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Going the Distance: Business Lessons from Endurance Sports

For many people sports is a way to unwind and take your mind off work. Taking yourself away from work, even for short periods, can give you a breath of fresh thinking and renewed perspective and focus. This is particularly true if you’ve been working on a long, complex problem. Maybe this is why so many CEO’s pursue endurance sports. Just ask Vinu Malik, founder and CEO of Fuel Belt, one of the most useful products for runners.

A few years ago, I started long distance running mostly for cardio fitness, with a goal of doing a marathon. One thing I didn’t expect was the amount of free thinking time that came with it. Training for a marathon involves a lot of long distance runs to build stamina, runs that go 2-3 hours easily. Coming up with a plan for a race is just as important as the training itself. Knowing what your fitness level is, your energy level, hydration, etc. are variables under your control. Race conditions like weather, crowds and the course are factors you have to learn to manage. The trick is optimizing the variables on race day and putting it all together. Marathons can be tricky because it’s hard to stay focused for so long. With enough experience, training and conditions, you can put mind over matter and push yourself beyond what you thought you were capable of.

I recently started doing triathlons to vary my training and work on swimming and biking, sports I had little experience in. In fact, when I was younger, I completely feared swimming to the point where I could go years without swimming and not miss it at all. I knew I’d have to learn to at least get comfortable with it if I was ever going to complete a triathlon.

One way to kick-start your training plan is to sign up for a race which forces you to train and come up with a “work back” schedule for training. While my experience is brief, I’ve learned a lot and believe you can apply some lessons from training back to your work:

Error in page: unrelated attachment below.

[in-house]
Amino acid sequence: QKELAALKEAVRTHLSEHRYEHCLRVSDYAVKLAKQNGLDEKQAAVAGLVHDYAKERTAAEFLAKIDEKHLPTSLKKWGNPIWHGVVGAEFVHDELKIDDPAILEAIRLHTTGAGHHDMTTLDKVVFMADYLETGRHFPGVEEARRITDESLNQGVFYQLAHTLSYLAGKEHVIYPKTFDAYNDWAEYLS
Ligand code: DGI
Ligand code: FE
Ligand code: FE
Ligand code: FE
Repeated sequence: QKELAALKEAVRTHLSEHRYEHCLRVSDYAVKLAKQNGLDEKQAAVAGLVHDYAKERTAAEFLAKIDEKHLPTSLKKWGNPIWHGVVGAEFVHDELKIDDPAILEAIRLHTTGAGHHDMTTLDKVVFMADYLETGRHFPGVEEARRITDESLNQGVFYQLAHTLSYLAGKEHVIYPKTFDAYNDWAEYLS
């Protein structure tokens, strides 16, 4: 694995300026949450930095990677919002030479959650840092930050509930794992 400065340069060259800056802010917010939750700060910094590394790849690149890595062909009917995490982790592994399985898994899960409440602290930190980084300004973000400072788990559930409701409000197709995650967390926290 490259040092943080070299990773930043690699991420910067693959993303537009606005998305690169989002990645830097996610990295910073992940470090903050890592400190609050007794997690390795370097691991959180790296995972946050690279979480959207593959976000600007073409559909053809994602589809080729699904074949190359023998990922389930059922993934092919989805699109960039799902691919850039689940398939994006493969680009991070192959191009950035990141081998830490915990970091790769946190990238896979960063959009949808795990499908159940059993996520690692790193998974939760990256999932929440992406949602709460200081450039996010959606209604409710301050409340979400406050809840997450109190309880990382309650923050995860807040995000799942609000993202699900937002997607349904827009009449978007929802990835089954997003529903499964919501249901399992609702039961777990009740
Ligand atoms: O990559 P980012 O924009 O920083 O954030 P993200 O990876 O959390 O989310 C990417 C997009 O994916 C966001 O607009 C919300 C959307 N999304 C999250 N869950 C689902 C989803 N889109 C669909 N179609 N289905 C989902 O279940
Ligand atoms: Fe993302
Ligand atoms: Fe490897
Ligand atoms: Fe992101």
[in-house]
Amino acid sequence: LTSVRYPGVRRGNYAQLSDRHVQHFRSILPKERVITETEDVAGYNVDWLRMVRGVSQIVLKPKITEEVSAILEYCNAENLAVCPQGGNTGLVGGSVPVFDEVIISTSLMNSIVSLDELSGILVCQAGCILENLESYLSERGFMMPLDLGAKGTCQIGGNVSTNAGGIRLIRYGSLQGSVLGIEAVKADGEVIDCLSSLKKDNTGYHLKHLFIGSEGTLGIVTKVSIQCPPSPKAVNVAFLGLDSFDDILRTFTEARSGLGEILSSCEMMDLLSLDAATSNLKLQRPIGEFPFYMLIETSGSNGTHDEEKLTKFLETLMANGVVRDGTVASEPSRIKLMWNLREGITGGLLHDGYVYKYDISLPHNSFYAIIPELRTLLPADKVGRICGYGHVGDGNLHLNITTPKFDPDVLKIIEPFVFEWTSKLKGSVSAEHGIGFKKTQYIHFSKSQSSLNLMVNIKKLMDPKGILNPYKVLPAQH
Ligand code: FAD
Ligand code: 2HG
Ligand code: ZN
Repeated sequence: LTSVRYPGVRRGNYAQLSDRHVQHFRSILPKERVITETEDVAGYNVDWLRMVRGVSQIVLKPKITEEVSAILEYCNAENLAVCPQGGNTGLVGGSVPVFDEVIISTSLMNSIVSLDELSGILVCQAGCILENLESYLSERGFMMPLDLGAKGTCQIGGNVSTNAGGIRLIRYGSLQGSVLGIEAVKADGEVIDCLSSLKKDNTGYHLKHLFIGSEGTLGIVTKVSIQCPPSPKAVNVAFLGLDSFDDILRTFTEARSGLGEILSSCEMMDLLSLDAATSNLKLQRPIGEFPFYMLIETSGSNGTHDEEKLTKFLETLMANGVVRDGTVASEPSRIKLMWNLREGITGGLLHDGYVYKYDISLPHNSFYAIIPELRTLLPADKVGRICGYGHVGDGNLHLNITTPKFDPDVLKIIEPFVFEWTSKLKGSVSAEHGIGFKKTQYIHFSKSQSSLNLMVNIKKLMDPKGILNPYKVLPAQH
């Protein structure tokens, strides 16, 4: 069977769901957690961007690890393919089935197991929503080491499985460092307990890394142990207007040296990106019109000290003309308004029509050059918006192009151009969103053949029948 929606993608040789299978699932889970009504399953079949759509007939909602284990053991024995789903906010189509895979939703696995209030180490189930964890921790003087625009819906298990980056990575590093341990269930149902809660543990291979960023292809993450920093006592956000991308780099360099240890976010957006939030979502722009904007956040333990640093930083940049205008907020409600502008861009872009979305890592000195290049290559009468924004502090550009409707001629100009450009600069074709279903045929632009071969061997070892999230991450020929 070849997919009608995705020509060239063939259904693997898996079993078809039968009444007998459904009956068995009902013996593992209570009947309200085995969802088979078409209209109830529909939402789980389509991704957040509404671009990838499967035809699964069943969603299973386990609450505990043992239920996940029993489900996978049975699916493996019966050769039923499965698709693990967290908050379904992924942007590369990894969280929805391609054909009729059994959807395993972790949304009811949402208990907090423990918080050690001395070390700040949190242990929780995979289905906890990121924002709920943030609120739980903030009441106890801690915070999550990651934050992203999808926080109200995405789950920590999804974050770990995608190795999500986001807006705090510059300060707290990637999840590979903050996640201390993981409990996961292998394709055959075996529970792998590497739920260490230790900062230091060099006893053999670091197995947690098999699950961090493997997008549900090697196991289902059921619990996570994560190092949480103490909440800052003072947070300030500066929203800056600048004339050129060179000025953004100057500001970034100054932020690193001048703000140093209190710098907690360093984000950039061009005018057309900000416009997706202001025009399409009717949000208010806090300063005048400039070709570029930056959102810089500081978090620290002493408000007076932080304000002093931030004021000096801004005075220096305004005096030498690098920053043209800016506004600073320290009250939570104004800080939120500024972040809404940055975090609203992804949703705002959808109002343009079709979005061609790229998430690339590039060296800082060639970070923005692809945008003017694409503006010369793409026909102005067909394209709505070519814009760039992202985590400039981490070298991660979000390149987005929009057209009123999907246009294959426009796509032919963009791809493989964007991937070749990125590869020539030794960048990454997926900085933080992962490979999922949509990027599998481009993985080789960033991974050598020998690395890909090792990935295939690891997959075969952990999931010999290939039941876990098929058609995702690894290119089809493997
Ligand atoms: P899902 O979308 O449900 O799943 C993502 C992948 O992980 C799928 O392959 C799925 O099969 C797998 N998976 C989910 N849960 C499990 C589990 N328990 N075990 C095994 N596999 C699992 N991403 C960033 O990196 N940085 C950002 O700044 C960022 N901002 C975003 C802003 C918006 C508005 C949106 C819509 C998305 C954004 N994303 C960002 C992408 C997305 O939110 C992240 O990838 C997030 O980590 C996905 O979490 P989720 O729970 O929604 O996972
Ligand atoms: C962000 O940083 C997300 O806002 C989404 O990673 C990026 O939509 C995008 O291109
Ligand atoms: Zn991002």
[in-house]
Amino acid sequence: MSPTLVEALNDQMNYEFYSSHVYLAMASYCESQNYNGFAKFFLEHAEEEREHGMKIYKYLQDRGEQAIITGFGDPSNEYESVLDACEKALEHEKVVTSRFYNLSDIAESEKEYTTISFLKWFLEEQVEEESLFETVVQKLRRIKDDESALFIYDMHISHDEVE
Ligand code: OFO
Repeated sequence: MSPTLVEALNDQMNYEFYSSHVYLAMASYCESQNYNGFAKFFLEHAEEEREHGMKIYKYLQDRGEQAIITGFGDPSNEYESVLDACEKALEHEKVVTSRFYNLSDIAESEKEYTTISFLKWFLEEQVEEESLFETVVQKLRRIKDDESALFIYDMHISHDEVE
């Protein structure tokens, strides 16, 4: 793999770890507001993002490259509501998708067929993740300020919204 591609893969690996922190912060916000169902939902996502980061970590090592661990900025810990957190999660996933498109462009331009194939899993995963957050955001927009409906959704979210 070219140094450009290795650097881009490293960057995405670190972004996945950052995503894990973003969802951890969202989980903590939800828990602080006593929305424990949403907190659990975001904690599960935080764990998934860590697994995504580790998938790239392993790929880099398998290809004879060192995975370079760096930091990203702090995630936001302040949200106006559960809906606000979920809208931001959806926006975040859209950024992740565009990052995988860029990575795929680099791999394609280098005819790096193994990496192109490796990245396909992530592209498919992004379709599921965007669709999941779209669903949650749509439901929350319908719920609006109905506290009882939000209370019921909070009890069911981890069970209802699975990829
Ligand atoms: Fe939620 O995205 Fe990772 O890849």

Quickly assess your capabilities: One thing I soon realized is that in a lot of ways, training for a multisport event is like running a business; you have strengths to capitalize on, weaknesses to work on and a competitive field all doing the same thing. To be able to compete in triathlons, relying on one discipline to carry you just doesn’t cut it. The same thing is true in business — you need to come up with a strong product or service offering, make it competitive against others, market it successfully and learn how to make it better. If you’re deficient, figure out how to get good at it. Fast.

Get a coach: Sometimes you can go it alone, but most athletes do best when they have a 3rd party to guide and help push people to their best. Consultants can be this advisor, but be sure to clearly articulate your goals and learn to be realistic. If you exceed them, great but more often than not, getting a quantum leap in results requires a major commitment to do so.

Plan for worst case scenarios: I recently did a race in dreadful conditions: choppy open water, dumping rain, hilly courses. It’s easy to prepare for each individually, but also figure out what would happen if there is a “perfect storm” of challenges that seem to be conspiring against you. Don’t stress it, just figure out a game plan ahead of time and then execute against the plan.

Monitor and make adjustments: You can prepare all you want but sometimes life throws a wrench in the best laid plans. In racing, maybe you cramp up or get injured. Depending on the severity, you may or may not be able to continue but if you do, make the required adjustments to get yourself in the best possible position you can. In business, this can mean changing the way you compete such as how you market your offering or adjust it according to customer feedback.

Focus on details but don’t forget to look up to see the prize: It’s easy to obsess over details of your training, nutrition or equipment and yes, all of it does matter. At the same time, don’t neglect the simple things like listening to your body. At work, this means considering how the details relate to one another, how they interact and how they impact the business goals. Sometimes it’s best to keep things as simple as possible and ignore everything that doesn’t help you reach the finish line faster or in better shape.

There are probably 101 more lessons I could write up and I’m by no means an expert. But drawing on other experiences can take your career to places you didn’t know you wanted to go.

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